At the closed OGP Steering Committee meeting Oct. 29, several countries complained about the process. OGP officials said a review is under way to clarify the terms of engagement.

Informal Session on Lessons

Some of the first reviewers shared their experience with the next generation of reviewers.

Among the common experience was that the OGP’s profile, which appears glitteringly high at the London summit, is actually quite low among civil society groups and government officials around the world. One described her role as being a “marketer” explaining the OGP.

The reviewers’ reports attracted considerable media attention in South Africa and the Philippines, some press in the United Kingdom, but very little elsewhere.

The reports on South Africa and the Philippines are judged the most critical, but other factors were credited for the low visibility of the reports, including no practical support for publicizing them and the subject matter.

Some reviewers said their job was made more difficult by disorganized governments and vague commitments.

Another topic that remains under active discussion is the scope of the reviews, particularly whether they should look at goals not chosen or comment on constraints on civic space.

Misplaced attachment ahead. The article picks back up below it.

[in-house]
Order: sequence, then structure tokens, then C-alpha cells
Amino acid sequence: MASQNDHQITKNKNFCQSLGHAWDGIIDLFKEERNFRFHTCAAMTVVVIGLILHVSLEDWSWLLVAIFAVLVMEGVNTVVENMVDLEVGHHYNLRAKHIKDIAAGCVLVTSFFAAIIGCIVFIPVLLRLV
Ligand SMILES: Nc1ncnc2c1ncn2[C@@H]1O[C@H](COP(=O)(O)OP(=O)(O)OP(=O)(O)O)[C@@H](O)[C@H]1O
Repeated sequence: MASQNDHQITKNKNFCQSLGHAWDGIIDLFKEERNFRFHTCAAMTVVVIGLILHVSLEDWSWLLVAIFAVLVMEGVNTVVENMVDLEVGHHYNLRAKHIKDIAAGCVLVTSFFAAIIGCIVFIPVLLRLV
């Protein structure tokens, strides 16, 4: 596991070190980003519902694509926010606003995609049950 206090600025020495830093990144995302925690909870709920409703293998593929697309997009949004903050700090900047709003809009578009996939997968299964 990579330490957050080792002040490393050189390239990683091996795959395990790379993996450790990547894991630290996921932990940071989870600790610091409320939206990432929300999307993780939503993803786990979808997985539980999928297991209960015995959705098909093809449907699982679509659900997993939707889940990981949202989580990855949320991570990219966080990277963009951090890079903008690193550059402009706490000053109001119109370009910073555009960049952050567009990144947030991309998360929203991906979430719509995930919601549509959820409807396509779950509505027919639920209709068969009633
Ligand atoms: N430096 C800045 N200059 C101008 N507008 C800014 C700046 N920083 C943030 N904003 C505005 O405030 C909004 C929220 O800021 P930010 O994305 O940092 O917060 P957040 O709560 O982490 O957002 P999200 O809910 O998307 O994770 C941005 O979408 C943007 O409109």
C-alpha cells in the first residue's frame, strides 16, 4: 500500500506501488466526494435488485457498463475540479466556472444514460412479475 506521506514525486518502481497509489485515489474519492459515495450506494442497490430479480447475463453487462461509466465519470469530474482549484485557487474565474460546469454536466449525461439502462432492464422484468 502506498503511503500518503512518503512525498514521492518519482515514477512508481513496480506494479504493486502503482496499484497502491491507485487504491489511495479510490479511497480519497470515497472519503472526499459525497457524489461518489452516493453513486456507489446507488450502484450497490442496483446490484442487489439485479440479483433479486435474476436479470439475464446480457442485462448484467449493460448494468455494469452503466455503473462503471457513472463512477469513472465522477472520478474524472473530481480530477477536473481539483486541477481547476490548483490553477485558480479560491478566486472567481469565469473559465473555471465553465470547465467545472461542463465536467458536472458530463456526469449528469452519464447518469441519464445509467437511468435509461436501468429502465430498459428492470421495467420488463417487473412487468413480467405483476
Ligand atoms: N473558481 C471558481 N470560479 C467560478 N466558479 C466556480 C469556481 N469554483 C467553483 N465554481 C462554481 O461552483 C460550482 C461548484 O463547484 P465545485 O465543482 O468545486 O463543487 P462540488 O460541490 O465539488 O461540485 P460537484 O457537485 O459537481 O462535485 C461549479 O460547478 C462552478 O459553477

Process Affects Reviews

The reviewers “had difficulties, largely because of the quality of what we can do depends very much on how the OGP process has been approached in country,” according to Rosemary McGee, an advisor to the IRM process from the UK Institute of Development Studies.

Kevin Dunion, the former Scottish information commissioner who reviewed the UK plan, said one “shock” was it was hard to find the architects of the plan, noting that they were surprised to find someone coming along to write follow-up.

Similarly, Brazilian plan reviewer Laura Waisbich said it “was difficult to reconstruct the process.”

South African reviewer Ralph Mathekga, whose report criticized the government for not engaging the public in developing the action plan, said this meant that few CSOs “had a clue” and that knowledge within the government was “very caged.” He said, “The big challenge for was just knowing if the commitments had been completed.”

In Mexico, where there  “ lot of involvement,” the rush produce a report generated  quantity (37 commitments) but not on quality, observed Paulina Gutierrez. It was “a challenge” to document the results. “It is one thing is what they wrote about, one thing is what the do, and another thing is what they report to OGP,” she said.

Jordanian reviewer Mai E’llemat reported frustration when officials replied to her questions by saying “it is all in the action plan.” CSOs didn’t really understand the process, she said, and the government claimed no one told them to do a public consultation, a clear requirement in the OGP guidelines.

Session moderator Simon Burral, director of, summarized, “It’s been the process that has made the challenge of doing the reporting more difficult.”

Promoting and ReviewingSeveral reviewers reported spending a lot of time explaining the OGP.

Norwegian reviewer Christopher Wilson said CSOs “never heard of it” and ”didn’t have a lot of time for us.”

He said,  “We were doing special promotion for OGP at the same time we were supposed to be doing an evaluation.”